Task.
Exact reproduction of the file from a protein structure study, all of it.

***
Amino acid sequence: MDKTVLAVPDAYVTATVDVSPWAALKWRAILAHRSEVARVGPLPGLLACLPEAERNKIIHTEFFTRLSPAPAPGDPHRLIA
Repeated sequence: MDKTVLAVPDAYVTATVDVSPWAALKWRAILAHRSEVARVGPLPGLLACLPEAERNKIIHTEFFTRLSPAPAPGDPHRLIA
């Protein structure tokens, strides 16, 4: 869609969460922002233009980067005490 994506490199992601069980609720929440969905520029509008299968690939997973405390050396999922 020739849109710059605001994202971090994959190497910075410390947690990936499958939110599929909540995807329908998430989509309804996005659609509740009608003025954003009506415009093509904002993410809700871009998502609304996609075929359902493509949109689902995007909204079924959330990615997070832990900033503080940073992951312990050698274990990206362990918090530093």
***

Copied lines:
Amino acid sequence: MDKTVLAVPDAYVTATVDVSPWAALKWRAILAHRSEVARVGPLPGLLACLPEAERNKIIHTEFFTRLSPAPAPGDPHRLIA
Repeated sequence: MDKTVLAVPDAYVTATVDVSPWAALKWRAILAHRSEVARVGPLPGLLACLPEAERNKIIHTEFFTRLSPAPAPGDPHRLIA
């Protein structure tokens, strides 16, 4: 869609969460922002233009980067005490 994506490199992601069980609720929440969905520029509008299968690939997973405390050396999922 020739849109710059605001994202971090994959190497910075410390947690990936499958939110599929909540995807329908998430989509309804996005659609509740009608003025954003009506415009093509904002993410809700871009998502609304996609075929359902493509949109689902995007909204079924959330990615997070832990900033503080940073992951312990050698274990990206362990918090530093």